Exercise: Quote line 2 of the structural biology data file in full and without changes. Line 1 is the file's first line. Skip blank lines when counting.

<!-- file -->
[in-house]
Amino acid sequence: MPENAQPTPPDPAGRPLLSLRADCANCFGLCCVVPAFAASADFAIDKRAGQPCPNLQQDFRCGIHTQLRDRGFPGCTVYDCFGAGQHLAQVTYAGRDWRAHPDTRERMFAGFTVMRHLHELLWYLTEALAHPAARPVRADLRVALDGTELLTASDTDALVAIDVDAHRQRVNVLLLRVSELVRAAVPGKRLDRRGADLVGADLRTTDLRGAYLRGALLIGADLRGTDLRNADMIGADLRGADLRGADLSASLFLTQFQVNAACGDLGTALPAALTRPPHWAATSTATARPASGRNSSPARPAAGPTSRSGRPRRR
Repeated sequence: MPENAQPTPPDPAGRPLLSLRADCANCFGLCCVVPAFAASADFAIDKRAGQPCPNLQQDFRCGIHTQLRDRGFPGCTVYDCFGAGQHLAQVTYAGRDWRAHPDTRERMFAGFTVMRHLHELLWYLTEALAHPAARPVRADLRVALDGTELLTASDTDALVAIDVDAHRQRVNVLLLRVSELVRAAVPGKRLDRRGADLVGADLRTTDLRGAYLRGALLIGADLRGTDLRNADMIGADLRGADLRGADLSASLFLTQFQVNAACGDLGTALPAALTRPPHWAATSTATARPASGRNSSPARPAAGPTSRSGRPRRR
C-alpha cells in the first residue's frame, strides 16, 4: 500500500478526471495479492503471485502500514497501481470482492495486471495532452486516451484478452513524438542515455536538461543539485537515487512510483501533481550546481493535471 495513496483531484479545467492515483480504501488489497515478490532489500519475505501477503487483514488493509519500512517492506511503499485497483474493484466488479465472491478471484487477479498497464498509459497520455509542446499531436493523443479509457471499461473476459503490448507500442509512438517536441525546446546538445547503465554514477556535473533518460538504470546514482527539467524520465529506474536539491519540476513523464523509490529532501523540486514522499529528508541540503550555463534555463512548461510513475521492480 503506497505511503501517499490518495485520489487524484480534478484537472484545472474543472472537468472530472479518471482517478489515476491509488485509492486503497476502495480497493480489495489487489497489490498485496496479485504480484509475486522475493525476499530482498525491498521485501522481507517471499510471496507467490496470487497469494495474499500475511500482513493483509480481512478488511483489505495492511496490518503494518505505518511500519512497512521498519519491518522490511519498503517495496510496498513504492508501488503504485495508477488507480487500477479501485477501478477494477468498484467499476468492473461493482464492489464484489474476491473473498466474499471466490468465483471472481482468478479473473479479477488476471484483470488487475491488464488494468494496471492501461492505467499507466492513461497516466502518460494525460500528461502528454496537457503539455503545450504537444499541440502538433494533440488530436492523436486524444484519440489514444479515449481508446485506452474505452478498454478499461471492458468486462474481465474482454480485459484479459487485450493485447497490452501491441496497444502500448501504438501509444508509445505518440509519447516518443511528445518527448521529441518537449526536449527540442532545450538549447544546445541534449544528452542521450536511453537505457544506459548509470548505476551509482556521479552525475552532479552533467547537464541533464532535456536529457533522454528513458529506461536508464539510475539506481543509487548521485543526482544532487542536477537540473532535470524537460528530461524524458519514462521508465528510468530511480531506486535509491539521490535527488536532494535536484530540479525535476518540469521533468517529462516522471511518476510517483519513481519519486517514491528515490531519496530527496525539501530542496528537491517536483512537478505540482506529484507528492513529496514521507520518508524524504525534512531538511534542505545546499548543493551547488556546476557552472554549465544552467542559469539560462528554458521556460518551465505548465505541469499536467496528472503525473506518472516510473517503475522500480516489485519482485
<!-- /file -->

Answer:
Amino acid sequence: MPENAQPTPPDPAGRPLLSLRADCANCFGLCCVVPAFAASADFAIDKRAGQPCPNLQQDFRCGIHTQLRDRGFPGCTVYDCFGAGQHLAQVTYAGRDWRAHPDTRERMFAGFTVMRHLHELLWYLTEALAHPAARPVRADLRVALDGTELLTASDTDALVAIDVDAHRQRVNVLLLRVSELVRAAVPGKRLDRRGADLVGADLRTTDLRGAYLRGALLIGADLRGTDLRNADMIGADLRGADLRGADLSASLFLTQFQVNAACGDLGTALPAALTRPPHWAATSTATARPASGRNSSPARPAAGPTSRSGRPRRR